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The craving for sweets is influenced by a certain hormone
Some people like to grab salty snacks like chips. Others, on the other hand, prefer chocolate, biscuits, gummy bears and Co. Many find it difficult to resist the urge for the goodies. Researchers have now found a clue as to why some of the cravings for sweets are tortured, while others have no problem with it.
Urged for chocolate and other sweets
Delicious chocolates, a piece of cream cake, biscuits covered with chocolate: for many people, craving for sweets sets in when they only think of the various delicacies. Excuses for feasting can usually be found quickly: stress at work, a small reward for getting things done or socializing. Researchers are now providing another excuse for people who cannot keep their fingers off sweets: the unrestrained urge for chocolate and the like is apparently influenced by a certain hormone.
The hormone FGF21 is produced in the liver
Tips against cravings are often ignored. After all, candy is irresistible to many people.
Danish researchers now provide a reason why this could be so. The liver or the hormone FGF21 (fibroblast growth factor 21) formed by the organ plays an important role here.
According to the scientists at the University of Copenhagen, special variants of the gene responsible for this are more likely to be found in sweet tooths than in other people. The team around Matthew Gillum and Niels Grarup reports in the journal "Cell Metabolism".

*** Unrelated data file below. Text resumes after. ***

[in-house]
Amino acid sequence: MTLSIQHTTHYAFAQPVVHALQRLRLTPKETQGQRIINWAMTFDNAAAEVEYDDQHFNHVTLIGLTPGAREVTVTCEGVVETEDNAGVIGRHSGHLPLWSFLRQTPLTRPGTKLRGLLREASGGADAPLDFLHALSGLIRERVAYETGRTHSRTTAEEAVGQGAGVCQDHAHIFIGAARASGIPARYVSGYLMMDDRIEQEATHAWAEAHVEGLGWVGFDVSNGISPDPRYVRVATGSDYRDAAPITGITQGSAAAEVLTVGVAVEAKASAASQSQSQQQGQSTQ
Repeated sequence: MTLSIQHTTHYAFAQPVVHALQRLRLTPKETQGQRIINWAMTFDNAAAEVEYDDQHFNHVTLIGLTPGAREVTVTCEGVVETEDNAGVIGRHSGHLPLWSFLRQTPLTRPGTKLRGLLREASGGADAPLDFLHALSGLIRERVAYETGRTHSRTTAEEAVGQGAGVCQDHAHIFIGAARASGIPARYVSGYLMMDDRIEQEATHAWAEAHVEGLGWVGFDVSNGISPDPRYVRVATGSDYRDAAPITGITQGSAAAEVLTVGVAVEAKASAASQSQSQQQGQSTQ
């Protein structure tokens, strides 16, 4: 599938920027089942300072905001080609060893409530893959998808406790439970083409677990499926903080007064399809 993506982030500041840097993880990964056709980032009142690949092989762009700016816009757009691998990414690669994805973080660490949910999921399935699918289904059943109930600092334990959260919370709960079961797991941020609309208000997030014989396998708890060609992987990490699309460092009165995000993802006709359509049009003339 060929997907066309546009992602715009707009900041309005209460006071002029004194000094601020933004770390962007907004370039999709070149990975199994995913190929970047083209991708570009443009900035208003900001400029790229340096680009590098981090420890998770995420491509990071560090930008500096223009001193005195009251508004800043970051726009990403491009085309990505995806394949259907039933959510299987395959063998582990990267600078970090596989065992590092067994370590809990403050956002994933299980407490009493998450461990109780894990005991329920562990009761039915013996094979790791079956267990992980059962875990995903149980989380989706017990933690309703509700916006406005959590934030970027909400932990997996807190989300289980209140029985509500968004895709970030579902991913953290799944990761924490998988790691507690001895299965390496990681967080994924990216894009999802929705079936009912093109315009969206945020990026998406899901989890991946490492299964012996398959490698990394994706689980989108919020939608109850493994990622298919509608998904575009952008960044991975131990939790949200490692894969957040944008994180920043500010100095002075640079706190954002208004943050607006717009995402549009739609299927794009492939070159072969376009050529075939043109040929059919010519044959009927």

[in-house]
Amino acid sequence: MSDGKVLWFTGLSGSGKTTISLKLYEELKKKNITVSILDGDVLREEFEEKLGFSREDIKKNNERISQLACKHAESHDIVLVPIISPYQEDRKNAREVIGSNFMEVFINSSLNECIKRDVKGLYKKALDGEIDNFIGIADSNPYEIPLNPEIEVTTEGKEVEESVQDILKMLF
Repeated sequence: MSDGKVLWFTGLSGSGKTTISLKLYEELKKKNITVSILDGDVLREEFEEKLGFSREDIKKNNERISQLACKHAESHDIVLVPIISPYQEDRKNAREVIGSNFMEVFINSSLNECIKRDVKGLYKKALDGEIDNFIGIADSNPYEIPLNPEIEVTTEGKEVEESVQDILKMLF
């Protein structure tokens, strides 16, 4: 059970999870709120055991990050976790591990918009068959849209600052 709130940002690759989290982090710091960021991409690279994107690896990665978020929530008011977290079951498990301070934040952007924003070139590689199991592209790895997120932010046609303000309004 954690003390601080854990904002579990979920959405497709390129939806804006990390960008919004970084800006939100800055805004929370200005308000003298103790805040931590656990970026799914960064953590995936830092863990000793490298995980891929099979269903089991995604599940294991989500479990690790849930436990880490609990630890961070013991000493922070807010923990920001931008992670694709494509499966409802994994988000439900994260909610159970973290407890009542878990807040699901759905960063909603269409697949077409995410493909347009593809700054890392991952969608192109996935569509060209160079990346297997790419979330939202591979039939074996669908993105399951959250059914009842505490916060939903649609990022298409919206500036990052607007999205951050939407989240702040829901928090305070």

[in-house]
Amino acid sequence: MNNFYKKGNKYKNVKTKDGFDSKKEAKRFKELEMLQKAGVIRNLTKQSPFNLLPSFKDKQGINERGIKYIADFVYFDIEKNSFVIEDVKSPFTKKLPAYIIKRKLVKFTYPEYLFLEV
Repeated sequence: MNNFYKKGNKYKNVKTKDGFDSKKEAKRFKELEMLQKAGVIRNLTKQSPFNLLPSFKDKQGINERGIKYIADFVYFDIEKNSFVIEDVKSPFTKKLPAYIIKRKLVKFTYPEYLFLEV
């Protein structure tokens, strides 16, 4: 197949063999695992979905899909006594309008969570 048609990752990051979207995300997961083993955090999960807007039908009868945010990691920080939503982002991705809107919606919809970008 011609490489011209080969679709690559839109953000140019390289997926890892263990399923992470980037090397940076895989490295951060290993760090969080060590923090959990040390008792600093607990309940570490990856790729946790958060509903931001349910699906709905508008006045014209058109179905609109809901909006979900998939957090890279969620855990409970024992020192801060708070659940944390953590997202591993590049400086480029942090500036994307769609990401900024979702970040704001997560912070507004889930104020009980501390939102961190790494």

Hormone slows down sweetness
"The data, which come from a study of the lifestyle and metabolism of 6500 Danes, offer surprising insights into the possible hormonal basis of the desire for sweets," said Gillum, according to a message from the dpa news agency.
In previous animal studies, it had been shown that the hormone produced by the liver inhibited the preference for sweets and alcohol.
An investigation by scientists from Tufts University in Boston (USA), which was recently published in the journal "The FASEB Journal", also indicated that the genes could be to blame for chocolate cravings.
Sweet tooth who were not prone to being overweight
The Danish researchers have now investigated how two special variants of the gene that contains the blueprint for FGF21 influence people's tendency to sweets. To do this, they compared the genetic makeup of the 6,500 participants with their food preferences.
The two variants therefore increase the tendency towards sweets. According to the information, the likelihood of being a sweet tooth was about 20 percent higher among the people affected than among the other participants.
However, they were not particularly prone to obesity or type 2 diabetes. "Dozens of factors contribute to metabolic diseases," said Grarup. "In this study, we only see a small piece in a large puzzle."
Tendency towards alcohol and tobacco consumption
The test subjects with the two gene variants not only had a weakness for goodies, but also a tendency to drink more alcohol and tobacco. Scientists explain this by saying that the hormone affects the reward system in the brain.
However, it would also be conceivable that people who eat a lot of sweets generally pay less attention to their health.
In another experiment, the researchers looked at the general role of the hormone for the body.
"Our results show that circulating FGF21 regulates the intake of sweets in adults, as well as in other primates and mice," the team said. The liver may also form other hormones that have an impact on the diet. (ad)